The African Judges and Jurists Forum (AJJF) mission that arrived in Kenya on 28th August this year to observe the proceedings of the 2022 presidential election petitions has commended the Supreme Court for its management of the court process.
The High-Level Panel of Eminent Jurists who have completed their mission said the delegation is commending the Supreme Court Judges in light of the complexity of the matter, being the first time the court is handling seven presidential petitions, with multiple volumes of evidence, within the 14 days circumscribed by the Constitution.
The Mission headed by the Rtd Chief Justice of the republic of Tanzania Mohammed Chande Othman who attended the Supreme Court hearings at Milimani Law Courts to monitor and document the process of the hearing of the petition noted that the just concluded election was peaceful and that the main presidential contenders embraced the judicial process an indication that they have confidence in it.
“We observed that the parties to the Case were given sufficient opportunity to ventilate their cases, with a full day being allocated to the petitioners, a full day to the respondents and the final day for rejoinders and submissions on the scrutiny report,” they noted.
They said how the court process was conducted has demonstrated that the court was in charge of the process while the livestreaming of the court proceedings had allowed Kenyans to follow the proceedings despite the limited access to the court premises.
During their mission the team also conducted bilateral meetings with the two main presidential aspirants, William Ruto and Raila Amolo Odinga, and the Law Society of Kenya (LSK), who were admitted as amicus to the petition.
The delegation also met two former Chief Justices of the Republic of Kenya, Rtd Chief Justice Willy Mutunga and Rtd Chief Justice David Maraga to acquaint themselves with the context of the conduct of the 2022 elections in Kenya.
“These meetings allowed the mission to gain an understanding of the context of the conduct of the 2022 elections in Kenya and to share ideas on institutional strengthening as a means of consolidating democracy in Africa,” said the Jurists.
During their mission, the Jurists did not carry out a merit review, but rather an observation of the international human rights standards on fair trial, the role and independent of the judiciary in electoral dispute resolution and the context of the elections in the run-up to the presidential petitions.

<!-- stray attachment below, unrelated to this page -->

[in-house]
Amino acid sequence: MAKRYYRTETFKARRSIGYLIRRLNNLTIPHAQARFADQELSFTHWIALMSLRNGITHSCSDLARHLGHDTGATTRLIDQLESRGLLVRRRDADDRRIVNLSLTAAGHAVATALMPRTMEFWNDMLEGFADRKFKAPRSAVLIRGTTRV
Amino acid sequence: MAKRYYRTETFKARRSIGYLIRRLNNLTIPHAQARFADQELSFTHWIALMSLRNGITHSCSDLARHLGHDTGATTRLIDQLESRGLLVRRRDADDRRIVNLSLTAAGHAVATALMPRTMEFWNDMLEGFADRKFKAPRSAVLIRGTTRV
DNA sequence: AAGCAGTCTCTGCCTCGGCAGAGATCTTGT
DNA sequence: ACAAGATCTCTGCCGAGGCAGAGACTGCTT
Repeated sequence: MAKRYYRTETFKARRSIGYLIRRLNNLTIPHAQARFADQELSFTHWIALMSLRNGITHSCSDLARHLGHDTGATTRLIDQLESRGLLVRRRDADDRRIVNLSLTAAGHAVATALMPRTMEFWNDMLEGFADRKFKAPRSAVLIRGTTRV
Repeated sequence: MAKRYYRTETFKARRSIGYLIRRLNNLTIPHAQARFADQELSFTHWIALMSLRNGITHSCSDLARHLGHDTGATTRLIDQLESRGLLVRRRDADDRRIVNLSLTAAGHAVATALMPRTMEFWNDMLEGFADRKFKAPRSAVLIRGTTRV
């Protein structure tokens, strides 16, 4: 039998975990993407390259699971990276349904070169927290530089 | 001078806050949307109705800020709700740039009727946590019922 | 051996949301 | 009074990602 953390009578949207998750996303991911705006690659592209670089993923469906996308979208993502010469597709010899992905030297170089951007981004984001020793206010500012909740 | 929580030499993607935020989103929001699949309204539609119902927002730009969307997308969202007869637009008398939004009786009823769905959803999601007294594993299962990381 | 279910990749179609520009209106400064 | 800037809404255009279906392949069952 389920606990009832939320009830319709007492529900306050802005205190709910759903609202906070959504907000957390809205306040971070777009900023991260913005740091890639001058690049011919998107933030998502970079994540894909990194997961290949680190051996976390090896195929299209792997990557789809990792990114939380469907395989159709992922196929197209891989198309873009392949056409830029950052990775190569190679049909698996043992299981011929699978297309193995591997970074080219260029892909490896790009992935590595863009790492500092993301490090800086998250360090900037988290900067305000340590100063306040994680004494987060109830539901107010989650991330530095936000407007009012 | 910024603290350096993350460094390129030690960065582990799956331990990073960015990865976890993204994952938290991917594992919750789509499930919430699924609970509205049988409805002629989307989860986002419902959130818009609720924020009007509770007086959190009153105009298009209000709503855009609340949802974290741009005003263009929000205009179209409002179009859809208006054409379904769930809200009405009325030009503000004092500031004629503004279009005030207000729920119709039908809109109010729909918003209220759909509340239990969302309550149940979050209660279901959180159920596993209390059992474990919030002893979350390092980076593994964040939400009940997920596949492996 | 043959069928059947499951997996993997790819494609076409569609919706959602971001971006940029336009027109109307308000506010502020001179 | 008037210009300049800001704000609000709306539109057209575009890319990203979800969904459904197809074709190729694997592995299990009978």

According to the statement sent to newsrooms, the composition of the AJJF members has allowed the judges to draw lessons on case management for presidential election disputes, which can form the basis for experience-sharing on the African continent.
This is the third Trial Observation Mission that AJJF has carried out in Kenya, having previously observed the 2013 and 2017 presidential election dispute resolution processes. It also observed similar process in Zimbabwe in 2018.
The Jurists expressed their gratitude to the Chief Justice and the President of the Supreme Court of Kenya Justice Martha Koome and the Supreme Court Judges and the International Commission of Jurists for the kind hospitality and for providing them with technical support during the mission that will enable them to write a comprehensive report.
The other members of the Jurists include Justice Henry Boissie Mbha of the Supreme Court of Appeal and Immediate past President of the Electoral Court of South Africa, Justice Moses Chinhengo, AJJF Chairperson and Justice of the Court of Appeal of Lesotho, former Judge of the High Court of Zimbabwe and of Botswana, Lady Justice Ivy Kamanga of the Supreme Court of Appeal of Malawi and Lady Justice Lilian Tibatemwa-Ekirikubinza of the Supreme Court of Uganda.
By Bernadette Khaduli